FIG. 1 details an algorithm for creating and operating a fantasy sports betting system. In step 102, a system and method provides and implements a game enabling a plurality of individuals to gather for the purpose wagering on the outcome of a plurality of different types of sporting events without risking actual money. A community of users is advantageously created and allows the individuals (users) to determine how to organize themselves into individual leagues having a predetermined number of individuals in order to participate in and the system determines which of the users has the greatest amount of success selecting the winner or outcome of various contests as well as events occurring during a particular contest. A contest may include a sporting event such as a football or baseball game. However, a contest as used herein may refer to a live or pre-recorded television show that is outcome based and includes at least one event or occurrence that a person may wager on. For example, a reality television show may be the contest and a challenge between participants could be an event. The game may include a system comprising a server having executable instructions that implement game features stored thereon. Users can selectively access this server via any computing device including, but not limited to, a desktop computer, a laptop computer, a tablet computing device, a cellular phone, a smart phone or any other hardware device that enables a user to remotely connect with a server over any type of communication network.
The system enables users to create a password protected user account that grants access to the various features of the game system. As used herein, the terms user and player may be used interchangeably. One aspect of the system and method enables a registered user to become a commissioner and selectively create and define a targeted user community whereby each user within the community will be a player in a respective game. The community design feature of the game advantageously enables the commissioner to selectively determine the game rules applied to the community and the particular game or games being played by the community. The game may be a fantasy sports betting game whereby the users in the community compete against one another in monetary wagering contests without actually wagering or paying legal tender using the rules selected by the commissioner. The community of users may be a network or group of friends or acquaintances that decide to establish their own league and play the game amongst the members of their network or league. The winner of the game is determined at the end of the gaming period by identifying the user that has accumulated the greatest amount of money/points representing an overall success rate on the wagers placed by that user.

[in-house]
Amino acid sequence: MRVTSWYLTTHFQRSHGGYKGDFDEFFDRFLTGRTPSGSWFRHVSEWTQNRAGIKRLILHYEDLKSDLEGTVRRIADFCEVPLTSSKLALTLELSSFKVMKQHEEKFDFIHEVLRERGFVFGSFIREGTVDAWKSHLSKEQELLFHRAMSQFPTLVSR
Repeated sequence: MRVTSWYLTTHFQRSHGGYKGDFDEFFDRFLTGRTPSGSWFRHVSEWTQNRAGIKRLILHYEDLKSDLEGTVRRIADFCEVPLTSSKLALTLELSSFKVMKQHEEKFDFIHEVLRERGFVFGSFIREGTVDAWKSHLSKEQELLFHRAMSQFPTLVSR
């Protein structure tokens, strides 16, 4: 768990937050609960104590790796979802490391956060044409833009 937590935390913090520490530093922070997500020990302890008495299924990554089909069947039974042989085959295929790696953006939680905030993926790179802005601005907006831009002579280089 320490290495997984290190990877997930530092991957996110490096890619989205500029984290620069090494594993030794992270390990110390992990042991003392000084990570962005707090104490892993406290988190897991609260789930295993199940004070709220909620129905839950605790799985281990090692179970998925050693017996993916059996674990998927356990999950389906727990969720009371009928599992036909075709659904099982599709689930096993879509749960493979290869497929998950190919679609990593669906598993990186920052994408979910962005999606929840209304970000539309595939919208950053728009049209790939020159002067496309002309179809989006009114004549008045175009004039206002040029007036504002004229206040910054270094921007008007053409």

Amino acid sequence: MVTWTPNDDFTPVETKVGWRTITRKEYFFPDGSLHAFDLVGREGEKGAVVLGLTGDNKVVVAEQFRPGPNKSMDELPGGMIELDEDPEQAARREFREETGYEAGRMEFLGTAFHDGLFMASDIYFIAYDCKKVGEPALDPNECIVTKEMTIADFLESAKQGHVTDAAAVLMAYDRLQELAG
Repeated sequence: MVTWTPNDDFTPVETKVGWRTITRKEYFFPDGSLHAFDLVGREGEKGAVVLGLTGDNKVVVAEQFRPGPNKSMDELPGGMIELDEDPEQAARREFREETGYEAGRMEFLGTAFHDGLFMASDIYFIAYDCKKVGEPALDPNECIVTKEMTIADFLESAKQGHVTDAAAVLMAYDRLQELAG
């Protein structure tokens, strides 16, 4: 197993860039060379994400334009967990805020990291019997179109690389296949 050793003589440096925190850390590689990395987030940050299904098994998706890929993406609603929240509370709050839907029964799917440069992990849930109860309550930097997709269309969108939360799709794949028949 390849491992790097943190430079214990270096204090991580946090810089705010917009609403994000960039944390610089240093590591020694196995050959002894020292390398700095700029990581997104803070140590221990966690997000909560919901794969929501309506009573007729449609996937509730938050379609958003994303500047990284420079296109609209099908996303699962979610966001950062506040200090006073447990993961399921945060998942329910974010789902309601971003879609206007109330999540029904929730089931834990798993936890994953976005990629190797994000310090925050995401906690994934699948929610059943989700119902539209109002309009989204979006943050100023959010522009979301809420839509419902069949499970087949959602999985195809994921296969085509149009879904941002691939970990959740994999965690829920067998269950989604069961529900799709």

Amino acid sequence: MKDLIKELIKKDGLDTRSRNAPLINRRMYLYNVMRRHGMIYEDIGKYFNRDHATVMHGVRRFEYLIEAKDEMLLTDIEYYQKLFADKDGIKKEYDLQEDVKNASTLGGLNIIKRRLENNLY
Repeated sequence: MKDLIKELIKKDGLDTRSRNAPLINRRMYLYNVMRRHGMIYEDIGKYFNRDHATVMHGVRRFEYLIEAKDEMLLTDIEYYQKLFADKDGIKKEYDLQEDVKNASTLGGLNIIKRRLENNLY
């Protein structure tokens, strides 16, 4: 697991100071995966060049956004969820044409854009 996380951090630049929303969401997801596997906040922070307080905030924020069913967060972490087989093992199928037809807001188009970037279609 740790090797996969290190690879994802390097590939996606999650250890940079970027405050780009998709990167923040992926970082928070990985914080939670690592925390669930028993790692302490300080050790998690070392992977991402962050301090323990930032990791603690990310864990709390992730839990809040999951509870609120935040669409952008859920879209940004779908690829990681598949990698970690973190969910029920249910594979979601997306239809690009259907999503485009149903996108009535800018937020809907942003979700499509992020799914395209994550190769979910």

In step 104, the system enables the creation and definition of rules for a game period during which the players in the community have opportunities to make bets on actual sporting contests and events within individual sporting contests. In creating a game, the commissioner may select from a predetermined set of rules stored in a rules repository on a server or other storage device. Alternatively, the commissioner may create rules different from the predetermined set of rules. The rules available to the commissioner advantageously enable the commissioner to selectively determine every aspect of the game to be played. The commissioner may choose a starting bankroll value that is available for each player. This initial bankroll value represents an amount of money that the player can use during the course of the game. The initial bankroll amount is what each player seeks to improve on during the course of the game by successfully betting on the outcome of at least one of a sporting contest or an event within a sporting contest. For example, in one embodiment the initial bankroll is $100,000.00 per player.